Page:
I think the article was referring to the "upskirt" type of peeping toms operating in grocery stores, etc, not to people running around undressed in those settings. Of course I live in NC now - I don't know what they do in CA. /ccboard/images/graemlins/smirk.gif

pooltchr
12-11-2004, 08:06 AM
Damn, Ross! We live in the wrong state!!!
Reminds me of the old joke about the couple that wanted to join the church, and was told they had to abstain from sex for a week. At the end of the week, the husband admitted that although they tried, at one point his wife dropped a can of corn, and when she bent over to pick it up, he was so aroused, he took her right then and their. The pastor told them they wouldn't be allowed to join the church, and the wife says "That figures! They won't let us come back to Winn-Dixie either! /ccboard/images/graemlins/grin.gif

PQQLK9
12-11-2004, 08:31 AM
Posted on Sat, Dec. 11, 2004


Suspect accused of videotaping shoppers

Man faces 6 counts of peeping under women's skirts with camera

MELISSA MANWARE

Staff Writer


Police have arrested a Huntersville man accused of secretly videotaping underneath women's skirts at the Northcross Shopping Center, Huntersville police Lt. Ken Richardson said.

Jeffery Dean Hinson, 37, was charged Friday with six felony counts of secretly peeping into a room occupied by another person. He was being held in the Mecklenburg jail with an $18,000 bond late Friday.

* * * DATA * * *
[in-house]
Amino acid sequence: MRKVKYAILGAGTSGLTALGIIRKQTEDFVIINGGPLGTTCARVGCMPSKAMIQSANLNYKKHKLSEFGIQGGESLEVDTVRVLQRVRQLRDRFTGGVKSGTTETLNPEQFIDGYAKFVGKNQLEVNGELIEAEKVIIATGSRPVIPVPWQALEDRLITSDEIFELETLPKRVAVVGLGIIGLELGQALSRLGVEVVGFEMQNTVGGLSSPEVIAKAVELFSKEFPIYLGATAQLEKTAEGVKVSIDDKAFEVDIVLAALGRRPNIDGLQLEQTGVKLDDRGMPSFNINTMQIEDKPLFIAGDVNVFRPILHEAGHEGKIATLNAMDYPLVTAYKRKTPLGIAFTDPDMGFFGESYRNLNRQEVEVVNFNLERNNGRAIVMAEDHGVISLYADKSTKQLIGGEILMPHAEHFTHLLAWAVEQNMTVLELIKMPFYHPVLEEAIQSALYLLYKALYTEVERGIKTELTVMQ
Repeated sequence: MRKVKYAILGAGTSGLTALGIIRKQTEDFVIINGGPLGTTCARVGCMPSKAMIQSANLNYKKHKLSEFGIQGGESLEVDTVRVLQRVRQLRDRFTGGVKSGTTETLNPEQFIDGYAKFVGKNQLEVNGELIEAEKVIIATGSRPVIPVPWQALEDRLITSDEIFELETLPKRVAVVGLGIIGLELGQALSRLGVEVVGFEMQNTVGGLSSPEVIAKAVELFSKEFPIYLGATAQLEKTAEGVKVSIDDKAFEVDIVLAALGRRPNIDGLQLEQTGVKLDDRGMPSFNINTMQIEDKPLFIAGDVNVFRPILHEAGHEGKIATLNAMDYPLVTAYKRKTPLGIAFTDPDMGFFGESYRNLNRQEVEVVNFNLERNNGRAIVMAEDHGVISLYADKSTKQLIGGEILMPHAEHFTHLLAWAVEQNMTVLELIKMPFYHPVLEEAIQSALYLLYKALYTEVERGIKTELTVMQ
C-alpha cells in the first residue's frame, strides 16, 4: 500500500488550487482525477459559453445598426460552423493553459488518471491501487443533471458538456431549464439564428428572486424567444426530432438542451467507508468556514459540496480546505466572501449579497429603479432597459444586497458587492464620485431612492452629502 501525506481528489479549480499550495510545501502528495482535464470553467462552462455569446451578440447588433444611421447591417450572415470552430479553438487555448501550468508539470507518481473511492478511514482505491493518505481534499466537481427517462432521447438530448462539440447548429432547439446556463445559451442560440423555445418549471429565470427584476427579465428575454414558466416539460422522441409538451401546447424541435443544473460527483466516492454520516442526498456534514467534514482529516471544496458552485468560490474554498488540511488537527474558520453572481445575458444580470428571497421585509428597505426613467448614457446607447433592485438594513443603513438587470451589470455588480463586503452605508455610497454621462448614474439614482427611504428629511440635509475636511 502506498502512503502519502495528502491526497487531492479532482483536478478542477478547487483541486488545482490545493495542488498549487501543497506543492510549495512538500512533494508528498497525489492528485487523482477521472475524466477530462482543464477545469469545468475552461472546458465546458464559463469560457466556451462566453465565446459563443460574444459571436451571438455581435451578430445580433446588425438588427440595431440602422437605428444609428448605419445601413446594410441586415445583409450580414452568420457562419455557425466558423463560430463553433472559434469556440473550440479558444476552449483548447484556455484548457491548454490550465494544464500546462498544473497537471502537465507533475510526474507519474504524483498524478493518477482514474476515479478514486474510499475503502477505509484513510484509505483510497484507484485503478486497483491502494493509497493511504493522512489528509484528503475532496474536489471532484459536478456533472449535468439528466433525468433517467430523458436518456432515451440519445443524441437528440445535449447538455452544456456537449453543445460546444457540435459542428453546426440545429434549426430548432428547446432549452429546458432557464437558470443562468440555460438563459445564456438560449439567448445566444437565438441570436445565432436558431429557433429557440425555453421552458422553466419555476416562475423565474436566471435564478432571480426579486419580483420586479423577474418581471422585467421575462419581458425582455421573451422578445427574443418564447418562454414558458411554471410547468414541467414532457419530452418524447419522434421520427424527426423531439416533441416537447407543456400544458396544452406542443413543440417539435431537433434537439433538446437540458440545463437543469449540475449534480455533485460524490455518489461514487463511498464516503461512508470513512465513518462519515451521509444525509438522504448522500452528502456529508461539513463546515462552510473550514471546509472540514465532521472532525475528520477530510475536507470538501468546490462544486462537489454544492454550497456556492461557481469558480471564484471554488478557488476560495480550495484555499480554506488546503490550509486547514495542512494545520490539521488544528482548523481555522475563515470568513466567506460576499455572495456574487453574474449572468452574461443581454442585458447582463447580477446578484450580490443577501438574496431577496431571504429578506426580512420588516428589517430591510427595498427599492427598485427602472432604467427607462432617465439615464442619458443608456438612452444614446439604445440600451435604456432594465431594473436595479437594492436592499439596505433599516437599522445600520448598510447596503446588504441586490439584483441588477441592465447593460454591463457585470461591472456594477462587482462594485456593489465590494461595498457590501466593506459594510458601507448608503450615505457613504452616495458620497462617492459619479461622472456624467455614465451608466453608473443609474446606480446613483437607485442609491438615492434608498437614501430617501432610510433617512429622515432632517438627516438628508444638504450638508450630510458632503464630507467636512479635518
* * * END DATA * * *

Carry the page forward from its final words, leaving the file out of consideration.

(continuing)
Hinson works at the Target in the shopping center and police believe most of the images were shot there and at other stores in that shopping center, Huntersville police said.

A statement released by Target officials on Friday does not say whether Hinson is still employed by the company, and a manager reached at the Northcross store declined to release the status of his employment.

Hinson is accused of putting a book bag containing a video camera underneath women's skirts as they stood at a cash register or shopped, Richardson said.

The women in images are not identifiable.

Huntersville police began investigating two months ago, after receiving a complaint about suspicious behavior.

In the statement released Friday, Target officials said: "We are appalled by the nature of this situation. Target worked extensively with law enforcement during this investigation, and we hope for a swift and just resolution. Target Stores' first priority is always the safety of our guests and team members. It is our goal to provide a safe shopping environment for our communities."

Richardson said the investigation is continuing and other charges are possible. Huntersville police are sharing images found on Hinson's computer with other law enforcement agencies in the area.

Anyone with information that may help in the investigation is asked to call Huntersville police at (704) 875-6542.


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Melissa Manware: (704) 358-5041; mmanware@charlotteobserver.com